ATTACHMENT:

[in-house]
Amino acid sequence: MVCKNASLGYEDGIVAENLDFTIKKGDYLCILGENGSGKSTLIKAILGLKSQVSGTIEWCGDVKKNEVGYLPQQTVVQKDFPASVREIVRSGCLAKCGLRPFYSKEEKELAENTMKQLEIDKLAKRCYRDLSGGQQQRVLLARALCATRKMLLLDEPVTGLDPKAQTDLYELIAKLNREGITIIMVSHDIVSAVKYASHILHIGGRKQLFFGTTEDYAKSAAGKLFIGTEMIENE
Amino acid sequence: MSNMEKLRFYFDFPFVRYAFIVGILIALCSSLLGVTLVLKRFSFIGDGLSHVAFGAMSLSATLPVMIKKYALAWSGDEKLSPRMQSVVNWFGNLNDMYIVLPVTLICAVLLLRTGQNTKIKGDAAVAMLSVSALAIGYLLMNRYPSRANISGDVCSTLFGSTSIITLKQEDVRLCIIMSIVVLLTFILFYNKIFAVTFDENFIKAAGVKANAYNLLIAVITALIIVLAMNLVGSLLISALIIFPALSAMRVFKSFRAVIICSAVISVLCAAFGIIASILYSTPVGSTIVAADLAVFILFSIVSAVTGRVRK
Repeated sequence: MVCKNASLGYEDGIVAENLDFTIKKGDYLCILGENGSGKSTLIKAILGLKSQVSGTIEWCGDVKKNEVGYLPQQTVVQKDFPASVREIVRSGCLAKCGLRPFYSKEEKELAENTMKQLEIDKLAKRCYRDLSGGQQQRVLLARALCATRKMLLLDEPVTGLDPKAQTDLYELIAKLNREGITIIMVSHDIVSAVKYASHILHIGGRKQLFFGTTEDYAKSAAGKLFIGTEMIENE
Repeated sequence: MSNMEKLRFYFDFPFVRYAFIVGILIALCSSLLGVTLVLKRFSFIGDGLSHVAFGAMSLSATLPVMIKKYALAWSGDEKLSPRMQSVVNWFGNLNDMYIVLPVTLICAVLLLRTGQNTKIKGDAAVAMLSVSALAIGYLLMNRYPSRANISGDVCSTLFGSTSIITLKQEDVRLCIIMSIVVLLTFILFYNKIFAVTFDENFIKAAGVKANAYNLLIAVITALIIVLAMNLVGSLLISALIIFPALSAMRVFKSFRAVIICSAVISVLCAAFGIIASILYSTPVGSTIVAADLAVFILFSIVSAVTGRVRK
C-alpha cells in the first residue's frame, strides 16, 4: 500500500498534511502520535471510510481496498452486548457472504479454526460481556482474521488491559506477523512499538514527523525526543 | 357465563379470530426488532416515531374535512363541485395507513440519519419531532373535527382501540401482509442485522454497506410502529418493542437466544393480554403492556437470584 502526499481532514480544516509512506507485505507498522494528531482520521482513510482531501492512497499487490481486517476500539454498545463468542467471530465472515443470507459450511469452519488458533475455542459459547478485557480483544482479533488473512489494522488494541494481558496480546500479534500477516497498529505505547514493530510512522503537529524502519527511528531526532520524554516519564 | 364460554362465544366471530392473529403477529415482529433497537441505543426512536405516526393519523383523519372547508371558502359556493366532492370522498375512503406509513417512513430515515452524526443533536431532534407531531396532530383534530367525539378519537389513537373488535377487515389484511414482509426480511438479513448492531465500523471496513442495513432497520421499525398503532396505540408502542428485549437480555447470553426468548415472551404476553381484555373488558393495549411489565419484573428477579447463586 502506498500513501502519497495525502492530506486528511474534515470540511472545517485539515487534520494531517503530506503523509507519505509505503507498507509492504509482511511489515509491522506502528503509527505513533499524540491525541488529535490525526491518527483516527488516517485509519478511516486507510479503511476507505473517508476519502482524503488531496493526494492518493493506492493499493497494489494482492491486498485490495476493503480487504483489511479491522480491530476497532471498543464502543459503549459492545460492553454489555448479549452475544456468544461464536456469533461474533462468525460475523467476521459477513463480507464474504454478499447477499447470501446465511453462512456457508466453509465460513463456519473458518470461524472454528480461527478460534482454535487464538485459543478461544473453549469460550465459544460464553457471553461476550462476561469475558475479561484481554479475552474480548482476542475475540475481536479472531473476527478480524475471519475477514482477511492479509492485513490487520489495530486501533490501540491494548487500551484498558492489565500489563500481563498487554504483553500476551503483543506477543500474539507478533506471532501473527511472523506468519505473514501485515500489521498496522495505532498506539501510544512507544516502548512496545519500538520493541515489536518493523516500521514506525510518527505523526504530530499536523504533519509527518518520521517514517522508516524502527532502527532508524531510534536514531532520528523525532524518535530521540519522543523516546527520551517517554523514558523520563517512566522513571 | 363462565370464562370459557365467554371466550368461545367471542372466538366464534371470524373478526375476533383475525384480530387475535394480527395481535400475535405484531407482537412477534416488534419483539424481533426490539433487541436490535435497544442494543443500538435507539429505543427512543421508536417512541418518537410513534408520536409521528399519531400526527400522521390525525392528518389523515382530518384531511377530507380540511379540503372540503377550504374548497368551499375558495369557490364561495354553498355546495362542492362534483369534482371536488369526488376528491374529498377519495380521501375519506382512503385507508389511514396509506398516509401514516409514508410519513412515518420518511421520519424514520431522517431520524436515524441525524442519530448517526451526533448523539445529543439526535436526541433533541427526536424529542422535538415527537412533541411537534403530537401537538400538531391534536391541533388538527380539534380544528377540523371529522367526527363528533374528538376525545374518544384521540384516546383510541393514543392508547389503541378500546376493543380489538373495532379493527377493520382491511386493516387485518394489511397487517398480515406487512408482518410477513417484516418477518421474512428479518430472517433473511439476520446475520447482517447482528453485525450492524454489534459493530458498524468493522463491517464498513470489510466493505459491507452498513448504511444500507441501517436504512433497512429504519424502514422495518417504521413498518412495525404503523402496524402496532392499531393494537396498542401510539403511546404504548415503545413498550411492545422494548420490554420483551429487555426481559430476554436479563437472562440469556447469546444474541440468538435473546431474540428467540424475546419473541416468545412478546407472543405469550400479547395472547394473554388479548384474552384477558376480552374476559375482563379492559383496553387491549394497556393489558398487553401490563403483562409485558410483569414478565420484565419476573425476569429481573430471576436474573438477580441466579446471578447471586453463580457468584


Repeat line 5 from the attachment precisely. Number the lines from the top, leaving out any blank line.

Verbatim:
Repeated sequence: MSNMEKLRFYFDFPFVRYAFIVGILIALCSSLLGVTLVLKRFSFIGDGLSHVAFGAMSLSATLPVMIKKYALAWSGDEKLSPRMQSVVNWFGNLNDMYIVLPVTLICAVLLLRTGQNTKIKGDAAVAMLSVSALAIGYLLMNRYPSRANISGDVCSTLFGSTSIITLKQEDVRLCIIMSIVVLLTFILFYNKIFAVTFDENFIKAAGVKANAYNLLIAVITALIIVLAMNLVGSLLISALIIFPALSAMRVFKSFRAVIICSAVISVLCAAFGIIASILYSTPVGSTIVAADLAVFILFSIVSAVTGRVRK